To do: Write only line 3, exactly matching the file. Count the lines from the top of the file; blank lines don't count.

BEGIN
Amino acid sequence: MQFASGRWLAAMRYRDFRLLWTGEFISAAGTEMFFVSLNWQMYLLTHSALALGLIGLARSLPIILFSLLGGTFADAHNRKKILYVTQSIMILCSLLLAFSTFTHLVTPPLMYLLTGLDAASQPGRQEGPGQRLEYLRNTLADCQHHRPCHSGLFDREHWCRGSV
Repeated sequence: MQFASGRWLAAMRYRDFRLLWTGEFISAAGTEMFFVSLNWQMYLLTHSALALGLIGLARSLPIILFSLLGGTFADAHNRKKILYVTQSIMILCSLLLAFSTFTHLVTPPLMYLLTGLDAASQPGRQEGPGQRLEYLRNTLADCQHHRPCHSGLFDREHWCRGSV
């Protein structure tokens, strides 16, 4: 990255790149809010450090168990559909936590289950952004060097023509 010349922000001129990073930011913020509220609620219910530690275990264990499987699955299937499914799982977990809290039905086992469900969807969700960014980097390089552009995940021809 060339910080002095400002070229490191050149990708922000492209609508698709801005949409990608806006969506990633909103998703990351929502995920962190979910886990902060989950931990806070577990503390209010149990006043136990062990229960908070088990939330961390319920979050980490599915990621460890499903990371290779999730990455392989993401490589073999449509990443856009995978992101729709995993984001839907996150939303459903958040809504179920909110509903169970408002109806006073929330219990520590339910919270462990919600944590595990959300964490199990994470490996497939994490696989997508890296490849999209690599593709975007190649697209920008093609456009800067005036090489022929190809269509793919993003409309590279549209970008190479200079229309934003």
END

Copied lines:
């Protein structure tokens, strides 16, 4: 990255790149809010450090168990559909936590289950952004060097023509 010349922000001129990073930011913020509220609620219910530690275990264990499987699955299937499914799982977990809290039905086992469900969807969700960014980097390089552009995940021809 060339910080002095400002070229490191050149990708922000492209609508698709801005949409990608806006969506990633909103998703990351929502995920962190979910886990902060989950931990806070577990503390209010149990006043136990062990229960908070088990939330961390319920979050980490599915990621460890499903990371290779999730990455392989993401490589073999449509990443856009995978992101729709995993984001839907996150939303459903958040809504179920909110509903169970408002109806006073929330219990520590339910919270462990919600944590595990959300964490199990994470490996497939994490696989997508890296490849999209690599593709975007190649697209920008093609456009800067005036090489022929190809269509793919993003409309590279549209970008190479200079229309934003």